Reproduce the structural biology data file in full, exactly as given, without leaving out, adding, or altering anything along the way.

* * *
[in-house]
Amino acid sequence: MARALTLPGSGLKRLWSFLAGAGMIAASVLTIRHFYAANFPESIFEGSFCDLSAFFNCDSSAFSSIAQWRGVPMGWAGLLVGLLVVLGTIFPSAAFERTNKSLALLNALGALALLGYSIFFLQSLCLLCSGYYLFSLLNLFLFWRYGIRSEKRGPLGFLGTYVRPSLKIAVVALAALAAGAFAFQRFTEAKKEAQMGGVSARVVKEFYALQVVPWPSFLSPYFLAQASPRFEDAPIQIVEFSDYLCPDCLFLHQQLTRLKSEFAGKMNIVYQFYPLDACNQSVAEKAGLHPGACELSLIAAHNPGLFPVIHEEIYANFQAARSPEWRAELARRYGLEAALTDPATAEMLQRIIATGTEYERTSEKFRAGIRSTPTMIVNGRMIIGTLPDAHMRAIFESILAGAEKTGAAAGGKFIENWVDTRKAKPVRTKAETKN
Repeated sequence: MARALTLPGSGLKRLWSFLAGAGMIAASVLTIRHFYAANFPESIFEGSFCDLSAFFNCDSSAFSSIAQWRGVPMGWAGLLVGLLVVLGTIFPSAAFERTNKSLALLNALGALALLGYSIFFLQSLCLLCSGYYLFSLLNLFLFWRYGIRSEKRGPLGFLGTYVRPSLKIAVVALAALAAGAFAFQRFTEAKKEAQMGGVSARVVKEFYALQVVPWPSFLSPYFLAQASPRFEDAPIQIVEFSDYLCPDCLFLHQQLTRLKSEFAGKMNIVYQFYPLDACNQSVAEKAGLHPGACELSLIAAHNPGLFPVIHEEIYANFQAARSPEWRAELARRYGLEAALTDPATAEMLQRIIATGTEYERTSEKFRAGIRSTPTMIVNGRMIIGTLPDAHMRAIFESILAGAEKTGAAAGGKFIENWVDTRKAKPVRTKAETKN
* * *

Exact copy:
[in-house]
Amino acid sequence: MARALTLPGSGLKRLWSFLAGAGMIAASVLTIRHFYAANFPESIFEGSFCDLSAFFNCDSSAFSSIAQWRGVPMGWAGLLVGLLVVLGTIFPSAAFERTNKSLALLNALGALALLGYSIFFLQSLCLLCSGYYLFSLLNLFLFWRYGIRSEKRGPLGFLGTYVRPSLKIAVVALAALAAGAFAFQRFTEAKKEAQMGGVSARVVKEFYALQVVPWPSFLSPYFLAQASPRFEDAPIQIVEFSDYLCPDCLFLHQQLTRLKSEFAGKMNIVYQFYPLDACNQSVAEKAGLHPGACELSLIAAHNPGLFPVIHEEIYANFQAARSPEWRAELARRYGLEAALTDPATAEMLQRIIATGTEYERTSEKFRAGIRSTPTMIVNGRMIIGTLPDAHMRAIFESILAGAEKTGAAAGGKFIENWVDTRKAKPVRTKAETKN
Repeated sequence: MARALTLPGSGLKRLWSFLAGAGMIAASVLTIRHFYAANFPESIFEGSFCDLSAFFNCDSSAFSSIAQWRGVPMGWAGLLVGLLVVLGTIFPSAAFERTNKSLALLNALGALALLGYSIFFLQSLCLLCSGYYLFSLLNLFLFWRYGIRSEKRGPLGFLGTYVRPSLKIAVVALAALAAGAFAFQRFTEAKKEAQMGGVSARVVKEFYALQVVPWPSFLSPYFLAQASPRFEDAPIQIVEFSDYLCPDCLFLHQQLTRLKSEFAGKMNIVYQFYPLDACNQSVAEKAGLHPGACELSLIAAHNPGLFPVIHEEIYANFQAARSPEWRAELARRYGLEAALTDPATAEMLQRIIATGTEYERTSEKFRAGIRSTPTMIVNGRMIIGTLPDAHMRAIFESILAGAEKTGAAAGGKFIENWVDTRKAKPVRTKAETKN